At the FT, I’ve had the chance to help organise FT Manila’s first Pride-themed office celebration and first-ever Pride march. I’ve also given a talk about Sogie (sexual orientation and gender identity expression). I found it ironic that even though my advocacy has always been education and visibility, I was still terrified of being known and being reduced to just “the queer person” at work. Because I am so much more than that. When you come out at work, people tend to put a label on you and expect you to act a certain way. I remember a friend telling me that his office mates were complaining that he doesn't act “gay enough”, as if being gay only means dressing up in drag and acting flamboyantly.

Coming out at the workplace is such a complex part of an LGBT+ person’s life. On the one hand, it doesn’t seem necessary to let your colleagues know about your sexuality. But on the other, it is important to be visible and be comfortable around people with whom you spend 40 hours a week. People really do perform better when they put their guards down and just focus on functioning best at work.

Coming out is a life-long, continuous process and it can be draining. I remember a colleague who invited me to their church group because they “had a lot of sinners who were cured by God’s words”. It was so out of the blue that I just said thank you.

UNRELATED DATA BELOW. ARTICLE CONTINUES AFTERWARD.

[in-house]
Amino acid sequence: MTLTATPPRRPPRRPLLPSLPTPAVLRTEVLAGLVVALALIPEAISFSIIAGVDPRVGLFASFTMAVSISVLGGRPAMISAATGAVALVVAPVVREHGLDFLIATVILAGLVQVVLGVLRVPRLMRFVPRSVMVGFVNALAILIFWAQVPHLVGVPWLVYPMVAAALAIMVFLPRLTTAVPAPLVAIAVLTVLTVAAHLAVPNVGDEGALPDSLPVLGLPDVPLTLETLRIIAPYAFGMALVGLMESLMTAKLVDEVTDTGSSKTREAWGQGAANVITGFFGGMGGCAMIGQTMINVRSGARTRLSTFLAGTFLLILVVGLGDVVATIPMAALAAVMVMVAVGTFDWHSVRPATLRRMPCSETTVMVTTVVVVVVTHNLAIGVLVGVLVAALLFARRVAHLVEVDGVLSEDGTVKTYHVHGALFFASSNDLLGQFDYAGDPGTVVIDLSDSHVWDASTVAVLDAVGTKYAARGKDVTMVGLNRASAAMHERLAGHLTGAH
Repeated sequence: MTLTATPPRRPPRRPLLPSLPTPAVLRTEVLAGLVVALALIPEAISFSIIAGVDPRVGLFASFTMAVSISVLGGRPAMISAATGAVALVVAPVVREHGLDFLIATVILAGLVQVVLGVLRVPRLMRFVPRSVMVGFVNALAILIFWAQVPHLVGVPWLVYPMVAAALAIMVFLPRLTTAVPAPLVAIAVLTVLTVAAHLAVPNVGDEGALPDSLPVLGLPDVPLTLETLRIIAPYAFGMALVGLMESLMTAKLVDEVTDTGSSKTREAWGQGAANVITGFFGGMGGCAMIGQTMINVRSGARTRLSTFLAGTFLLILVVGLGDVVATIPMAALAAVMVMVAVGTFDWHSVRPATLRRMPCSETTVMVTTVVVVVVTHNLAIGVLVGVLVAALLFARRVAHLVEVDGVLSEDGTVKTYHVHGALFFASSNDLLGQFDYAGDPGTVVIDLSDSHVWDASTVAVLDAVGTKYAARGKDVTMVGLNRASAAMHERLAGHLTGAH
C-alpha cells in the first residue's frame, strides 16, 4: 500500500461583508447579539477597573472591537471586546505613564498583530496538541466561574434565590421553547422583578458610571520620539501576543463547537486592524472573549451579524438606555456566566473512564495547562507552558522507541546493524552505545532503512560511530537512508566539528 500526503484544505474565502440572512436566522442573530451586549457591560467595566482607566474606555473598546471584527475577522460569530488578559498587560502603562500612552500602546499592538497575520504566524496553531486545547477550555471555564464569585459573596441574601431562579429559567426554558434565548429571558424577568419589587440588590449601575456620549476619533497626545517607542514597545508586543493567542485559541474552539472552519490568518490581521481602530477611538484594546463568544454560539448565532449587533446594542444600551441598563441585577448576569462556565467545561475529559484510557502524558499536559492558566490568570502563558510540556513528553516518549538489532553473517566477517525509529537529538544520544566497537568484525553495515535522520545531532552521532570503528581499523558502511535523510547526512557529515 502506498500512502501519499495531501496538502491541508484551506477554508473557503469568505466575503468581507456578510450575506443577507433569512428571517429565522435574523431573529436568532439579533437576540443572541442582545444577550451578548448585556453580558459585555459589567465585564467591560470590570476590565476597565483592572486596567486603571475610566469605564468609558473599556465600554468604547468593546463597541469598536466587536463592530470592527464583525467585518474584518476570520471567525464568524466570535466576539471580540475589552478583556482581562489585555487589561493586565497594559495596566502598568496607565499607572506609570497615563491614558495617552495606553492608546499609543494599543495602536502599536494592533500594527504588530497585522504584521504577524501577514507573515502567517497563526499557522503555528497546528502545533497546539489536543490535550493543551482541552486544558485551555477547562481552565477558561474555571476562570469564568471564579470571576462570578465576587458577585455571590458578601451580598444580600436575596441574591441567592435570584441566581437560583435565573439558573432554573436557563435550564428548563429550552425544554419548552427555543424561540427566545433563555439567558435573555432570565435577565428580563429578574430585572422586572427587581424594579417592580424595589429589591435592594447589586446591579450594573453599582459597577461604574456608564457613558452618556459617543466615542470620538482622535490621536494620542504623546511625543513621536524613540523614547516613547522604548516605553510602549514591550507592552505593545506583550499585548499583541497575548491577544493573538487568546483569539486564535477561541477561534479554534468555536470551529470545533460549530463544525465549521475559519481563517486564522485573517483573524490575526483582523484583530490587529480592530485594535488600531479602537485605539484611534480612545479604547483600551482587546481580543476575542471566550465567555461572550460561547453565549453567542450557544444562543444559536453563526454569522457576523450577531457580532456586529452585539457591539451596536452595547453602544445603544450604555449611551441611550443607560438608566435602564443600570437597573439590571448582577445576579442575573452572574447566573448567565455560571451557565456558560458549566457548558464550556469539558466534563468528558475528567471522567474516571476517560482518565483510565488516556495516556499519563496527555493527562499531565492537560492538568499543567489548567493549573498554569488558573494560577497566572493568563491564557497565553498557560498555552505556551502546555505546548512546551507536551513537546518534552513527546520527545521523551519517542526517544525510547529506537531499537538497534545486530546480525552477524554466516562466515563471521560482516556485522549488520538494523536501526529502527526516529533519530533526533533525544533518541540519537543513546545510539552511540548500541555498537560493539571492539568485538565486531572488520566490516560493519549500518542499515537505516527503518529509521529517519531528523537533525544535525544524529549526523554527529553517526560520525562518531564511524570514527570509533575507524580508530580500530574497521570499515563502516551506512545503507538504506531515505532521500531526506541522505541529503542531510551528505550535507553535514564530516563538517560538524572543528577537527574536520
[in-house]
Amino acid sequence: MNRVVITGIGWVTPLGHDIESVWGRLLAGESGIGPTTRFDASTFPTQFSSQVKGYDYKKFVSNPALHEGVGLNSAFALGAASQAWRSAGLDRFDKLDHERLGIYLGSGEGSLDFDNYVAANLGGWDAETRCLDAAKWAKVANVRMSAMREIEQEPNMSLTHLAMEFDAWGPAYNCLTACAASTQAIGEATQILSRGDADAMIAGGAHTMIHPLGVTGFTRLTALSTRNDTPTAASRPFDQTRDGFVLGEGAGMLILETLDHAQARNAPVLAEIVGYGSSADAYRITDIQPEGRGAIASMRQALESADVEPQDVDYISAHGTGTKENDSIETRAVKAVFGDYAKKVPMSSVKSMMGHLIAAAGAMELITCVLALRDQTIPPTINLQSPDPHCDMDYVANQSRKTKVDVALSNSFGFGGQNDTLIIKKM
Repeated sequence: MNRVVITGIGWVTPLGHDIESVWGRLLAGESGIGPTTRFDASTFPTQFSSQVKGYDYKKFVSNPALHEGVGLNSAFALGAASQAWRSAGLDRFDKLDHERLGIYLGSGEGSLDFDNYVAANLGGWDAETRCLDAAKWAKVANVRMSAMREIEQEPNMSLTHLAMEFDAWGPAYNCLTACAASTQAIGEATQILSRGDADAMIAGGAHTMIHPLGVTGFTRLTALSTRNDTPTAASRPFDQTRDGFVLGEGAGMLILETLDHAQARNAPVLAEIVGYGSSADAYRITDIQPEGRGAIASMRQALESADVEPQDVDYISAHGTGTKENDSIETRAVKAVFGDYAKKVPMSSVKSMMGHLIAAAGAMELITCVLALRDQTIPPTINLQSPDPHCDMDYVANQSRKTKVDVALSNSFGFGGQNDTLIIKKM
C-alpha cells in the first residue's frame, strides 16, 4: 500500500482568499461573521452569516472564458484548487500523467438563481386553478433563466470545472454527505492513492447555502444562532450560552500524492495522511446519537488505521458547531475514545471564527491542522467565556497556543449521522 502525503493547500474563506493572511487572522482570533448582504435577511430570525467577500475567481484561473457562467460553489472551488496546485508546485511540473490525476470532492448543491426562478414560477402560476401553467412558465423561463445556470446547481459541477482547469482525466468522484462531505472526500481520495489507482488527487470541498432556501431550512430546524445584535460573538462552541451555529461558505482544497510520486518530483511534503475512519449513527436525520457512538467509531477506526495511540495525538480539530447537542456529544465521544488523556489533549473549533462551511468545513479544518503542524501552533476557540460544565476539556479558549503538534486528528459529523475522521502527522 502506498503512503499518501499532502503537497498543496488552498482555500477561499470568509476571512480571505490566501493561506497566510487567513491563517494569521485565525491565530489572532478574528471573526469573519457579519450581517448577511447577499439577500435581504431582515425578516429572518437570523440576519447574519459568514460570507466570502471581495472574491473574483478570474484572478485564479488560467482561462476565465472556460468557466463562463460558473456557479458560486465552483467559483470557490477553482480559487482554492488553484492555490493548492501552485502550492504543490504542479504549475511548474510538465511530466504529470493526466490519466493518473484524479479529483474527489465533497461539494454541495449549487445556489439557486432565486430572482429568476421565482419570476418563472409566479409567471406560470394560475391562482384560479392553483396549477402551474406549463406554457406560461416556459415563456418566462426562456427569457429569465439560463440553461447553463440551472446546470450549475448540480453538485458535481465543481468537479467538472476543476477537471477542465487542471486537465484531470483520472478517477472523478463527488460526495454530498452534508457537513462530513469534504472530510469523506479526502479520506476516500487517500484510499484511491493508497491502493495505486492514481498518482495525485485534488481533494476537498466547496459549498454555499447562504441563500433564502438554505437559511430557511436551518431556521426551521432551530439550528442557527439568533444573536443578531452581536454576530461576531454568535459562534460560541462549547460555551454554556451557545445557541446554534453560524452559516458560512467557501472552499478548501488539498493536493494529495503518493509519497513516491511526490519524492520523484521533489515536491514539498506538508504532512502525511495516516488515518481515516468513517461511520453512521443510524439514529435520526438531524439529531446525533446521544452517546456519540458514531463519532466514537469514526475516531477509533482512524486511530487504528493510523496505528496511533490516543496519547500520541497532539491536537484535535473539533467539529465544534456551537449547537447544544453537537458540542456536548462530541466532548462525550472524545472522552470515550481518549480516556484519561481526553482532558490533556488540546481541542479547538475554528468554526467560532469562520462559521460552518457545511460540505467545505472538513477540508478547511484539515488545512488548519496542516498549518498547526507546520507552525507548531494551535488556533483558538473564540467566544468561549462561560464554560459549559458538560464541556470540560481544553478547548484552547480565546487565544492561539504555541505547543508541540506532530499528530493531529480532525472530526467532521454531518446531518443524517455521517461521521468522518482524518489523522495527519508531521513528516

As I write this, I realise this is me coming out again. And that is a privilege. It is daunting, but it is a meaningful step. And if this helps someone in some way, then I’m content.

Maria Joyce Dreu is a customer care executive for FT Customer Care in Manila

Andre Toure

‘Growing up as an African American I’m familiar with the discomfort you can feel from being the only one like you in a room’
‘Growing up as an African American I’m familiar with the discomfort you can feel from being the only one like you in a room’

I moved from Los Angeles to New York City in 2016 just after New Year and had come out to my family only a week earlier. I can’t say that my timing wasn’t somewhat intentional as it meant less time spent answering questions about the “types” of guys I was into, or if grandchildren were “still on the table”. However, it also meant that for me, coming out was a drawn-out process. 

In my first job in the city, it took me a year to come out to some colleagues. We were at a bar and I had just gone to an LGBT+ event, so when asked about my weekend, it just sort of happened. In my next job things got easier, I had a gay manager and LGBT+ teammates, so I felt more confident to let them know earlier. By the time I started working for the FT in 2018, my sexuality was just a natural part of my identity. For me, the initial fear of coming out at work was because at the time I didn’t know anyone else who had.